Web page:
April 09, 2013
"Floor Translations" — Paul D'Agostino
Wrote Roberta Smith in an April 4 New York Times review, "Following his solo debut last year at Norte Maar in the Bushwick neighborhood of Brooklyn, Paul D'Agostino — an artist-writer-scholar-translator who teaches at Brooklyn College — is having his first solo [show] in Manhattan, at Pocket Utopia...."
"...original are five series of small stenciled-ink drawings, each with 3 to 13 sheets, that are collectively called 'Floor Translations' and deftly mine the territory between Marcel Duchamp and Dr. Seuss. These cartoonlike illustrated stories concern odd-looking, buff-colored creatures (bare paper against black backgrounds), whose silhouettes are shapes found among the paint splatters on Mr. D’Agostino's studio floor. (There are photographs to prove it.)"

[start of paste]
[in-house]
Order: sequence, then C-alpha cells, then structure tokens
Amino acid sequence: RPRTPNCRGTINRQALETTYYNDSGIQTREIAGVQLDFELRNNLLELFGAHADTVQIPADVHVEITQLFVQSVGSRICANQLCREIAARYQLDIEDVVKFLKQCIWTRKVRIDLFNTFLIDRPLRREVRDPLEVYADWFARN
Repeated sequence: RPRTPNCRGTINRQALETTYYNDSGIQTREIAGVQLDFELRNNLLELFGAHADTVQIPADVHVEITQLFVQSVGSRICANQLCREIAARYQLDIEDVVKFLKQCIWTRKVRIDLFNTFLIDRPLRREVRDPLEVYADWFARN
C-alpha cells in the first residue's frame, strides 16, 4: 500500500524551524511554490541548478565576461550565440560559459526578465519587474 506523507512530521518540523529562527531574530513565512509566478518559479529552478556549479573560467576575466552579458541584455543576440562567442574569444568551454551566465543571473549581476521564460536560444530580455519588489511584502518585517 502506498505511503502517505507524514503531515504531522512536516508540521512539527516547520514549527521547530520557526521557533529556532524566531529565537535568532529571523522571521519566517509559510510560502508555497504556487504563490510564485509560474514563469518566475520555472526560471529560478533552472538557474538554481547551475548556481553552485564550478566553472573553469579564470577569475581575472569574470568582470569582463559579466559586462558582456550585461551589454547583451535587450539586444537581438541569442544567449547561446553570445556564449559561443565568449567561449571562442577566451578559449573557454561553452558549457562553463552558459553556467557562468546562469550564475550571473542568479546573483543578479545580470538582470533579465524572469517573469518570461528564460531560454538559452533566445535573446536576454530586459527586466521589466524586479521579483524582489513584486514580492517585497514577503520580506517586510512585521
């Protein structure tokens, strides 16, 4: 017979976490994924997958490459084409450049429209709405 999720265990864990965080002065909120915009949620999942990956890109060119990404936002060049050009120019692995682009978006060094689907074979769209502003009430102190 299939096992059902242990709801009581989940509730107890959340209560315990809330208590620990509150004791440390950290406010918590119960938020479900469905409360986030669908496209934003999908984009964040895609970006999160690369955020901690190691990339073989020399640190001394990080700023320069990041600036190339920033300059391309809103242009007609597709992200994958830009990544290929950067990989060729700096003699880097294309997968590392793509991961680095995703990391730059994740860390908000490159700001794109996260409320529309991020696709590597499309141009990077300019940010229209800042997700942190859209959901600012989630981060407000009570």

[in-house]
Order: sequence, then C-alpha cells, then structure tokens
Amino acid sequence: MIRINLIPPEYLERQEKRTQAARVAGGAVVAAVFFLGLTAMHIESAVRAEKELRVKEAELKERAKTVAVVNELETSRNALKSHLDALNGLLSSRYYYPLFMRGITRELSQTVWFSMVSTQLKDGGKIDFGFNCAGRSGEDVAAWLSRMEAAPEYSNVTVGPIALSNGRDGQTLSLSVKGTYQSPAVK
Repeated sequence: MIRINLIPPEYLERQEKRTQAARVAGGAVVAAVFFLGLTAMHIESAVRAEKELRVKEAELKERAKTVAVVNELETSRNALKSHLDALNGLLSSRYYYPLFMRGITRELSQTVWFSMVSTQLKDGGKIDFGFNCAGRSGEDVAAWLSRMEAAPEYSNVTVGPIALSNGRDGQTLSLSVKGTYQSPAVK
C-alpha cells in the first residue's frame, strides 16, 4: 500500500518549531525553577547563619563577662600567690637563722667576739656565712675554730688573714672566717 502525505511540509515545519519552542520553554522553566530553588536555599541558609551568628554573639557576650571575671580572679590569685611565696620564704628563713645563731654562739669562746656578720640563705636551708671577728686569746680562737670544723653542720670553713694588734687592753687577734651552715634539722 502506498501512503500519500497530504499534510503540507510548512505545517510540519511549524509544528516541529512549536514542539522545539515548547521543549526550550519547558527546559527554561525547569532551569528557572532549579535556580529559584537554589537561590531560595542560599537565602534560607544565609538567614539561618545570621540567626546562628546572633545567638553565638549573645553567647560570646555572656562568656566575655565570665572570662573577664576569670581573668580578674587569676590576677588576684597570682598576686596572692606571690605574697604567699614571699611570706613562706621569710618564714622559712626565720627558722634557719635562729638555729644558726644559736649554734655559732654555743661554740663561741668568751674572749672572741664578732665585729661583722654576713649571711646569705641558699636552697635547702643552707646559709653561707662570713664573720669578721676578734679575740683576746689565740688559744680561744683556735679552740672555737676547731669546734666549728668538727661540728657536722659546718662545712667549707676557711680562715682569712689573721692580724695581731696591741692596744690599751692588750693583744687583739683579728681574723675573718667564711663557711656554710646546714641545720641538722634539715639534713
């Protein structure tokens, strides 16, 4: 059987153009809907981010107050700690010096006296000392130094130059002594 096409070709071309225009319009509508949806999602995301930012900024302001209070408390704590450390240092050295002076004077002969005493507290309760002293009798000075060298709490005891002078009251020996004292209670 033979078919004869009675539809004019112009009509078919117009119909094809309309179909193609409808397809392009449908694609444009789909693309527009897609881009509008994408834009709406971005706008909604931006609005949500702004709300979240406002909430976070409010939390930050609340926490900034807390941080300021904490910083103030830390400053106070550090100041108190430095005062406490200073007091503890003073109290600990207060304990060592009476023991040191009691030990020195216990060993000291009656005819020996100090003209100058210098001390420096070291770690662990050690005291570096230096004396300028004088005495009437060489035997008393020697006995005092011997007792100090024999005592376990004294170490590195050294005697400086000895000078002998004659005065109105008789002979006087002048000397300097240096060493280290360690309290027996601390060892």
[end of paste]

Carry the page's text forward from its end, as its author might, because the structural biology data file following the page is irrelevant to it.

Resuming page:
"The creatures' physical irregularities are echoed in the stories' titles, which include 'The Rarely Glimpsed Junkfish' and 'The Shrieking Chicken and the Farmstead.' Their tales unfold in wryly succinct prose — and are written in slightly creaky cursive — inside buff-colored windows."
"Finally, the main character of each story has inspired a small, bronzelike acrylic sculpture mounted on wire stuck in wood; they resemble variations on Giacometti's 'Nose.' 'Floor Translations' unites Mr. D'Agostino's several talents into something wonderful and that is very much his own."
The show will be up through April 21; Pocket Utopia, 191 Henry Street, between Clinton and Jefferson Streets, Lower East Side.
April 9, 2013 at 04:01 AM | Permalink
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